Tuta absoluta (Meyrick), a key pest of tomato, is quickly spreading over the world. We are evaluating the biology and pest control capacity of three Neotropical mirid species, Campyloneuropsis infumatus (Carvalho), Engytatus varians (Distant) and Macrolophus basicornis (Stal). Here we report about the predation of T. absoluta eggs by all nymphal stages of the three mirid species. A tomato leaflet with ad libitum prey was offered to a newly-emerged 1st instar nymph of a mirid predator and kept at 24 ± 1 °C, 70 ± 10% RH and 12-h photophase. Daily, the developmental stage of the nymph, as well as the number of eggs consumed was noted, and a new leaflet with eggs was added. Observations ended after nymphs had developed into adults and their sex had been determined. The average number of prey eaten by nymphs increased with nymphal age, and the 5th nymphal instar consumed higher numbers of prey than all earlier instars together. Total nymphal predation was 315, 393 and 331 T. absoluta eggs and total nymphal development took 16.9, 16.6 and 17.9 days for C. infumatus, E. varians and M. basicornis, respectively. Female nymphs of M. basicornis consumed significantly more prey than male nymphs. Nymphal survival of the three mirid species was 93%. The adult sex ratios of E. varians and M. basicornis did not deviate from a 1: 1 ratio, whereas the sex ratio of C. infumatus was significantly female biased. Nymphal predation of these three Neotropical mirids was higher than values reported for any other mirid predator, which, together with their earlier published positive characteristics, make them interesting candidates for biological control of T. absoluta.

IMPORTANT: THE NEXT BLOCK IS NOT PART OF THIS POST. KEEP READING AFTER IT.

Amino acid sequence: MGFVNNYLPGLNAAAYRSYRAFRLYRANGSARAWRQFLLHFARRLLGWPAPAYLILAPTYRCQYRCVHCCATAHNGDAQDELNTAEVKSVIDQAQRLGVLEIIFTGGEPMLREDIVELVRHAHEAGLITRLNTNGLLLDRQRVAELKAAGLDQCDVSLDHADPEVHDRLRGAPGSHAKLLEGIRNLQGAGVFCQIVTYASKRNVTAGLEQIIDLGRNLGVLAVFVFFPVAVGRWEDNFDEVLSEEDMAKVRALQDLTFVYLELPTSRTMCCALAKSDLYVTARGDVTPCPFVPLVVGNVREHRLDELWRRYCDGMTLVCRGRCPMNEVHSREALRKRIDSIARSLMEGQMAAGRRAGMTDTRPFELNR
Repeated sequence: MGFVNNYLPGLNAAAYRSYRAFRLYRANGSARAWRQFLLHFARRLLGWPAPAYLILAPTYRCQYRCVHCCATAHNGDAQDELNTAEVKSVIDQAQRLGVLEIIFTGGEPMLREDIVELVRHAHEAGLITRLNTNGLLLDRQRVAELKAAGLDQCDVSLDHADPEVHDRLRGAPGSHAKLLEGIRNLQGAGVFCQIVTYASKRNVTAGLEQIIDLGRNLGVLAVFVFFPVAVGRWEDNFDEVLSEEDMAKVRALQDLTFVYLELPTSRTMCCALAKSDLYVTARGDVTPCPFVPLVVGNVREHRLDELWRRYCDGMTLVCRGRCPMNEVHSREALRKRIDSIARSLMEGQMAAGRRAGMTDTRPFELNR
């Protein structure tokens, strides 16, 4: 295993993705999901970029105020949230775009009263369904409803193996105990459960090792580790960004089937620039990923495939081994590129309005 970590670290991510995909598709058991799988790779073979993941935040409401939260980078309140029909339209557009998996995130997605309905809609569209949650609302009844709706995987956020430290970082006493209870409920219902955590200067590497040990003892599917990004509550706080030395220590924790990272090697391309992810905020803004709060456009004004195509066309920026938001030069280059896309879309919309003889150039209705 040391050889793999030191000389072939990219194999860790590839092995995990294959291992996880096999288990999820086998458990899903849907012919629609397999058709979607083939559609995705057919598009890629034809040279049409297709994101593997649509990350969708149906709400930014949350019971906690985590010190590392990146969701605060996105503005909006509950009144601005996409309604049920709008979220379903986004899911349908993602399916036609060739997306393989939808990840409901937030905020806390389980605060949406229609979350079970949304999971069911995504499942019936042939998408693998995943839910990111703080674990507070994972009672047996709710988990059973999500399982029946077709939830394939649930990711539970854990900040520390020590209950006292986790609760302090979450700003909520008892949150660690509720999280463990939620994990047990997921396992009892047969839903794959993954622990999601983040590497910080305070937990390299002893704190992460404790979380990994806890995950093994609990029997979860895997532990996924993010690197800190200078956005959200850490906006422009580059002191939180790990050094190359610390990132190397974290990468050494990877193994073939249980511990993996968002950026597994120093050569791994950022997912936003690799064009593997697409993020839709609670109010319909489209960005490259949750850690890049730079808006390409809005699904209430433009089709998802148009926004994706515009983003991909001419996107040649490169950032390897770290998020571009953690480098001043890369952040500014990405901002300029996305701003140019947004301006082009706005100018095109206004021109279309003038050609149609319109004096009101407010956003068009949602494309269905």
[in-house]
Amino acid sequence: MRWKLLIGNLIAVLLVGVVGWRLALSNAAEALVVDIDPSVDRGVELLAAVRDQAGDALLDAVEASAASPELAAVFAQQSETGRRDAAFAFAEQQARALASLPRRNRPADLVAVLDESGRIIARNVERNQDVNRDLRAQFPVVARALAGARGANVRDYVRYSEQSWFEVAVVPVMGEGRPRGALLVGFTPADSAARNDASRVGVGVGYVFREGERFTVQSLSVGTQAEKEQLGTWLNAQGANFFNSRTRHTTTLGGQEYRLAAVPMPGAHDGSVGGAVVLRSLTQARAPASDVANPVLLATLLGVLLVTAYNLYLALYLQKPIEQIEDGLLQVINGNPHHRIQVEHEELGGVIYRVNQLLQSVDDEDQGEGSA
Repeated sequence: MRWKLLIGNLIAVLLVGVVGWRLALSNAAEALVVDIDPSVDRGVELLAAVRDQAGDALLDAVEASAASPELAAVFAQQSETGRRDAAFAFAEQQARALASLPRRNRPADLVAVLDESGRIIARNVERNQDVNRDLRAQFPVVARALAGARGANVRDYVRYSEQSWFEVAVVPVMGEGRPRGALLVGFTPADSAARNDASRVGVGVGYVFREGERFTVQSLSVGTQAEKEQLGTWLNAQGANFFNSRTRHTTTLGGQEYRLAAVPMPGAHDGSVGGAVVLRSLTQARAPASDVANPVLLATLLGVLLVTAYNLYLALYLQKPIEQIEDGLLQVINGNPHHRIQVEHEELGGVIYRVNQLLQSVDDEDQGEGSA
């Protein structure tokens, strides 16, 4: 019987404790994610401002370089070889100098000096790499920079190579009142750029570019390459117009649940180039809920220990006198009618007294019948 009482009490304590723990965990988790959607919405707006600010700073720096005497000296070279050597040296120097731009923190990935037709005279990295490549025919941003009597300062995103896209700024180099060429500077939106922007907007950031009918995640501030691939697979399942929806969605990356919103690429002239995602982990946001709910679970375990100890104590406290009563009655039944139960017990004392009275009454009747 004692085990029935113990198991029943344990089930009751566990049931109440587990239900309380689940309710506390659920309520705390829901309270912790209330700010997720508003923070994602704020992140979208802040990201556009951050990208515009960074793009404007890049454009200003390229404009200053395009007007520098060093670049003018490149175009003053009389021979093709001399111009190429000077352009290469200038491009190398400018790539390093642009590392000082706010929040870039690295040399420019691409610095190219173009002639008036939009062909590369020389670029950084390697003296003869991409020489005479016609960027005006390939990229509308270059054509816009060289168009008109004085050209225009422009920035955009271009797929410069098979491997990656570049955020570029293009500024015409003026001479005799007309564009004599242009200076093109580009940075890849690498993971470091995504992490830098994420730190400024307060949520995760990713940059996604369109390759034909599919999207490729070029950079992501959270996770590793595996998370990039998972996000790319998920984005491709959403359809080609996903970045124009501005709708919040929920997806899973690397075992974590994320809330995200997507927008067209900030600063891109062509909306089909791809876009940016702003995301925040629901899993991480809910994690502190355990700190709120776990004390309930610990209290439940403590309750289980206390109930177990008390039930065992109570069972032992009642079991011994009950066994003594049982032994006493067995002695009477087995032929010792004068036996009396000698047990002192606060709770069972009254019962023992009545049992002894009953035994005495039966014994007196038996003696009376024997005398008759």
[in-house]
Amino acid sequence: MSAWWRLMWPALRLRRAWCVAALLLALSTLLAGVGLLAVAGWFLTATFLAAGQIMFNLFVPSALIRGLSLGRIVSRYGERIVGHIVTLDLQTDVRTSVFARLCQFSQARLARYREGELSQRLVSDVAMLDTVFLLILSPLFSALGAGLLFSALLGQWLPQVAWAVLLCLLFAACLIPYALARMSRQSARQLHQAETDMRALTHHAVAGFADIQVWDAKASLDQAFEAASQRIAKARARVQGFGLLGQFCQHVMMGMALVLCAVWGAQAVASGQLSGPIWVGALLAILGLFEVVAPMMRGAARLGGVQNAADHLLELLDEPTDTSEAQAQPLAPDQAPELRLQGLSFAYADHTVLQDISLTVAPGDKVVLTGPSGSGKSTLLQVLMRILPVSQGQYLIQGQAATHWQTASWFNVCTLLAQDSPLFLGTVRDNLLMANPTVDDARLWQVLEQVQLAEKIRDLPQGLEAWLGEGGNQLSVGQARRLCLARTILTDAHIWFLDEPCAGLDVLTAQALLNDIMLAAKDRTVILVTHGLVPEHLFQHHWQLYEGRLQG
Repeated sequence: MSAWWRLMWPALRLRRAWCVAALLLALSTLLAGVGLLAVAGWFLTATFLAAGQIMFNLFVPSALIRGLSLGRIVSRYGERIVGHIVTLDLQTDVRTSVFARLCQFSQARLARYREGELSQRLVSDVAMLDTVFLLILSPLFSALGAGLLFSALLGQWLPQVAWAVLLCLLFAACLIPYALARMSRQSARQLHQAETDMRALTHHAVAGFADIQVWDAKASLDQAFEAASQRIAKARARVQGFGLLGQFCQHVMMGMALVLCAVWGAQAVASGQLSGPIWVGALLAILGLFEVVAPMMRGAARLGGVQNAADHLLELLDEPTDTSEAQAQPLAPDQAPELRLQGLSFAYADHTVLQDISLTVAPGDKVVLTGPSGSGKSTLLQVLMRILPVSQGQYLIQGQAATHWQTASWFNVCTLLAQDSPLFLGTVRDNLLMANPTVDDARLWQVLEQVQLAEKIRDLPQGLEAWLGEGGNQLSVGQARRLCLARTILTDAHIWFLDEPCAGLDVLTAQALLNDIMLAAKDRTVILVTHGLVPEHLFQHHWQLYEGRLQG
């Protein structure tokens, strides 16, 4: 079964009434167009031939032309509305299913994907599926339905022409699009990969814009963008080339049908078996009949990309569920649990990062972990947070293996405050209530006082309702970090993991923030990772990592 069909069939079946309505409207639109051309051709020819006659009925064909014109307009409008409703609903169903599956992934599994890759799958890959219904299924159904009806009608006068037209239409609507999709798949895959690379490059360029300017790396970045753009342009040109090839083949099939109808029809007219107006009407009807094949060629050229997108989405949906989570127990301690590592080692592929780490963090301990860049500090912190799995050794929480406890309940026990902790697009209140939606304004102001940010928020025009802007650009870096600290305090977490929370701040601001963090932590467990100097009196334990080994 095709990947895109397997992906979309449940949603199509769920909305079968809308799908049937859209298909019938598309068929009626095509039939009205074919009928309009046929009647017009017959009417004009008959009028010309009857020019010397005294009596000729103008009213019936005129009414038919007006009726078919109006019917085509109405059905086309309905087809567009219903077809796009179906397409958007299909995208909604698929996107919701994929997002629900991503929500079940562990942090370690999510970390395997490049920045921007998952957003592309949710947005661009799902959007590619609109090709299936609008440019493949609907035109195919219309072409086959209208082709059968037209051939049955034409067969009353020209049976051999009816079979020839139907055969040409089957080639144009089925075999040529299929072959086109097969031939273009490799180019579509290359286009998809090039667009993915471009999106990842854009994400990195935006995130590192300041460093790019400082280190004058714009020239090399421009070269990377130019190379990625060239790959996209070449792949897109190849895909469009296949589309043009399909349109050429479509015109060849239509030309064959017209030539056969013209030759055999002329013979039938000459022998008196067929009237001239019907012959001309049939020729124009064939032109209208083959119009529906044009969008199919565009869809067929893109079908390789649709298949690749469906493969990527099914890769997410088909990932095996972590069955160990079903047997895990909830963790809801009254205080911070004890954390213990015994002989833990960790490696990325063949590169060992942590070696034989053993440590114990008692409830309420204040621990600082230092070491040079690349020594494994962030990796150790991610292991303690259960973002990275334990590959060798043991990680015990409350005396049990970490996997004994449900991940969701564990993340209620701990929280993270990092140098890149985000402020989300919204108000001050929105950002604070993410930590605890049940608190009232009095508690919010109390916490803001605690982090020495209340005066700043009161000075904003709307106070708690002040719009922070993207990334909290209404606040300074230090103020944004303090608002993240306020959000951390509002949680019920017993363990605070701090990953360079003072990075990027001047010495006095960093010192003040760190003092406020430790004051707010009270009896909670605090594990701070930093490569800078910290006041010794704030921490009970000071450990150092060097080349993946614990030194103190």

|Journal||Bulletin of Insectology|
|Publication status||Published - 2017|
- Biological control
- Campyloneuropsis infumatus
- Engytatus varians
- Macrolophus basicornis
- Tomato borer